Paul Smyth is Barclays’ Head of Digital Accessibility

Letter to my younger self: Paul Smyth

Writing to his childhood self as part of our letter series, Paul Smyth remembers losing most of his sight as a teenager, learning to view his visual impairment as a strength – and why people with disabilities should ignore “the soft bigotry of low expectations”.

Dear Paul,

When you are eight years old, you’ll be told by eye doctors that you are going to go blind. That prediction will come true when you become a teenager and you lose most of your eyesight, along with your self-confidence.

Your life will change completely. You’ll feel embarrassed to use your white cane when you’re trying so hard to fit in with everyone else. A tight-knit family of teachers will support you to study at a mainstream school. There, you’ll have to work twice as hard as your sighted classmates. You’ll learn to use powerful magnifying glasses and binoculars to read what’s on the blackboard. As a result, you will often suffer from eye strain. But you’ll also, out of necessity, develop an excellent memory. 

You might not realise it at the time, but you are starting to learn to live with a disability rather than cope with one.

While you will face many barriers, you’ll come to realise that the biggest barriers exist in the minds of others – the biased beliefs they hold about what you can do and what you can become. The soft bigotry of low expectations is something you’ll realise holds back many people with disabilities. You’ll learn to ignore these limits and labels.

Each time people tell you that you can’t do something, it will motivate you more. You’ll get top marks at university and land a graduate job with Barclays. Over the next decade, you’ll work in Finance and Risk teams and gain a hyperactive guide dog. You’ll help set up Barclays’ first colleague network for people with disabilities as well as mental health and neurodiverse conditions. This work will give you passion and purpose, leading to an offer to lead the bank’s accessibility agenda. In time, you’ll help millions of customers with disabilities do their banking digitally – and thousands of colleagues with disabilities to get in and on at work.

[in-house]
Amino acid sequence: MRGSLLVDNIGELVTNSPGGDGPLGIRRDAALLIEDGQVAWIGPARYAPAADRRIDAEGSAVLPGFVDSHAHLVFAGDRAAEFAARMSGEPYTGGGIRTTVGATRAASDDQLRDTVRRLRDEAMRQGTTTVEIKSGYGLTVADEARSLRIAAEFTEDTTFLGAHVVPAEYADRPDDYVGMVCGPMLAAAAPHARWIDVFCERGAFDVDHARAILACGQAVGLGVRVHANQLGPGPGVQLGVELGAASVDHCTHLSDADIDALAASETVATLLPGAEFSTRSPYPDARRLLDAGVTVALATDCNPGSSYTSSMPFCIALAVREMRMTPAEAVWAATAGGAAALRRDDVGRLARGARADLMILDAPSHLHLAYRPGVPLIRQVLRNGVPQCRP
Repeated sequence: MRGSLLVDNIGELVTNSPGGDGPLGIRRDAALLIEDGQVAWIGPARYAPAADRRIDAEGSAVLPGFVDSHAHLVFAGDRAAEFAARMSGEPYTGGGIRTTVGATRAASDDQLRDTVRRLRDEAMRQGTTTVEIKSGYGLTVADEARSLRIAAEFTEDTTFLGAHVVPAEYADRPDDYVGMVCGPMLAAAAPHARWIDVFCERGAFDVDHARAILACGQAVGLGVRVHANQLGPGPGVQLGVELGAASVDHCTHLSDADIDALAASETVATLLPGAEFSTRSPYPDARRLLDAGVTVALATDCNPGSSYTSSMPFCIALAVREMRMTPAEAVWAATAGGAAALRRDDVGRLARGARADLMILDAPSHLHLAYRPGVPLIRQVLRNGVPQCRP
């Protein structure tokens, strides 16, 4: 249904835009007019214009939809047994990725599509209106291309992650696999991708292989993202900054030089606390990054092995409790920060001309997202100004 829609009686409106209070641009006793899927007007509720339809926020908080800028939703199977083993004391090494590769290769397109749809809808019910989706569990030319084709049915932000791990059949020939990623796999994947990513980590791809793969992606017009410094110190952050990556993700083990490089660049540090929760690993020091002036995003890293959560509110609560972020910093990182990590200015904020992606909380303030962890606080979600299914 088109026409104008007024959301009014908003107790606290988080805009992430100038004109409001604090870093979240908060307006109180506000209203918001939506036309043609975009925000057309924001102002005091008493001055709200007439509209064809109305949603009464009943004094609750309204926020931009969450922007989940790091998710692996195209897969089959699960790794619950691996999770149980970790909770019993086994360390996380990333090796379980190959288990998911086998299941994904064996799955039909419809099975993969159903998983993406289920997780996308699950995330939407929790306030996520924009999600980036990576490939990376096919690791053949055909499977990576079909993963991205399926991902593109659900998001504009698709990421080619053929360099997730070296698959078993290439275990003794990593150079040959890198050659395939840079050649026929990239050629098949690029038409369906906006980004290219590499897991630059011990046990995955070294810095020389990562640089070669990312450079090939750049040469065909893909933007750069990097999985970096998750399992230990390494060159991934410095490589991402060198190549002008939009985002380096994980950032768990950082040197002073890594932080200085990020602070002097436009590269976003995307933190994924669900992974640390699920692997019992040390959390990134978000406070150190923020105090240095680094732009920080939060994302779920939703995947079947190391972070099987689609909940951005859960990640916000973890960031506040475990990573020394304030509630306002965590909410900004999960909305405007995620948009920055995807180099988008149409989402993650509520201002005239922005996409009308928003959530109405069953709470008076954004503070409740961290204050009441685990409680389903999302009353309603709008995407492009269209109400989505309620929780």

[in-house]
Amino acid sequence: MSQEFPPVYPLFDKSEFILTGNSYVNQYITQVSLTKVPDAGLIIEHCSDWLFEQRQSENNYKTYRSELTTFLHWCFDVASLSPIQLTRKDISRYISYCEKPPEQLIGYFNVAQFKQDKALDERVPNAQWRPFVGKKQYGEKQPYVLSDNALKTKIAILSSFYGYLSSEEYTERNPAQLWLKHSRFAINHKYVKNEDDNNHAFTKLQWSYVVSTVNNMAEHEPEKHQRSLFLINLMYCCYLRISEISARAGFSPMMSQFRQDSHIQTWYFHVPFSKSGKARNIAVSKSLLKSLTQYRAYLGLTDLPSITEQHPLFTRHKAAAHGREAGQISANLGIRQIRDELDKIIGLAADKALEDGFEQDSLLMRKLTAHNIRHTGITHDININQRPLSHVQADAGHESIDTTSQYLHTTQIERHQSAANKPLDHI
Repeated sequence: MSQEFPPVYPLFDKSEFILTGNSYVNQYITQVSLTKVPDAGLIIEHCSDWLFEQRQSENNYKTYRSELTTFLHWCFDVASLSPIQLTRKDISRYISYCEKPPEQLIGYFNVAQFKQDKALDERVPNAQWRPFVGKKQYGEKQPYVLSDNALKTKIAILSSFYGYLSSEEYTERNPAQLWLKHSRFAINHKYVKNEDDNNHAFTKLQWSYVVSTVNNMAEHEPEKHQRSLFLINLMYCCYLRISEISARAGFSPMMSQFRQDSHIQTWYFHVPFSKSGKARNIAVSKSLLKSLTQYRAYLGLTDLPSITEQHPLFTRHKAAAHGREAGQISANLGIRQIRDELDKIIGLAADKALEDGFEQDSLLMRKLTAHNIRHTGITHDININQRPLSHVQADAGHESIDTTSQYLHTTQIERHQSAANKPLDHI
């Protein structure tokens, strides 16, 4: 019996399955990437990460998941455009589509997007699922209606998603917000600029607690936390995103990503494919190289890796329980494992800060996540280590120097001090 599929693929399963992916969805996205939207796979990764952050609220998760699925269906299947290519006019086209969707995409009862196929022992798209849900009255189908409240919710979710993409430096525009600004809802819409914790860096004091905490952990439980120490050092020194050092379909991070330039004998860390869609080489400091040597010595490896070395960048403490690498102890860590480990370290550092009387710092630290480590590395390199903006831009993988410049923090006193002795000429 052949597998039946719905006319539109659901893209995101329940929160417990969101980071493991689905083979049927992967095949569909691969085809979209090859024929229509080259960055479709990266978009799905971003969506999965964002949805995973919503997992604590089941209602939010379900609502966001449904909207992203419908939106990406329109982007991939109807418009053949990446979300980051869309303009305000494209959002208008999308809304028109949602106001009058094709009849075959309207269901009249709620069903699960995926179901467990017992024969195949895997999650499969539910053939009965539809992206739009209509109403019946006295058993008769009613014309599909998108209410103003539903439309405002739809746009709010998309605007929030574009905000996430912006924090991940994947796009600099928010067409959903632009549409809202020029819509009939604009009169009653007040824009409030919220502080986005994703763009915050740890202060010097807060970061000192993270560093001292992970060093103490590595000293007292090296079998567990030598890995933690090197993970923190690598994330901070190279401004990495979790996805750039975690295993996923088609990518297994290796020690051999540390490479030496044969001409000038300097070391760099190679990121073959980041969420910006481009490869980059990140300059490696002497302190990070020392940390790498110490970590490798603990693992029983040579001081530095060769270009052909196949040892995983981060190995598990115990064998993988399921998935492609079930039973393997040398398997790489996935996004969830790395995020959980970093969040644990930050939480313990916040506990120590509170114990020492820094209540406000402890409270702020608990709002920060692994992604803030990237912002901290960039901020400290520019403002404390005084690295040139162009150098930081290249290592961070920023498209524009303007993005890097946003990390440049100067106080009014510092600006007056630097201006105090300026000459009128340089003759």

Despite your work success, strangers often won’t know how to interact with you, either ignoring your vision impairment or over-compensating by talking loudly and slowly to you – or even worse, to your guide dog. 

“Over time, you’ll realise that your disability doesn’t define or devalue you. Rather, it is a strength that shapes your skills and powers your perspective."

Paul Smyth

Head of Digital Accessibility, Barclays

Over time, you’ll realise that your disability doesn’t define or devalue you. Rather, it is a strength that shapes your skills and powers your perspective. So lean in. As an accessibility leader, you will speak up for the rights of minority groups. You’ll face challenges and setbacks through your uncharted career. Always be curious, compassionate and courageous.

Your two kids will teach you that we are all interdependent. Before you become a father, you’ll worry about how you will cope as a blind parent. But your disability will give your children superpowers, such as audio describing the world to help find Mummy in a busy supermarket.

Professionally, you will feel lucky to work in an organisation that views your disability as something you’re adding, rather than something you’re missing. In return, you’ll help build an inclusive organisational culture that enables the best and brightest to flourish and thrive.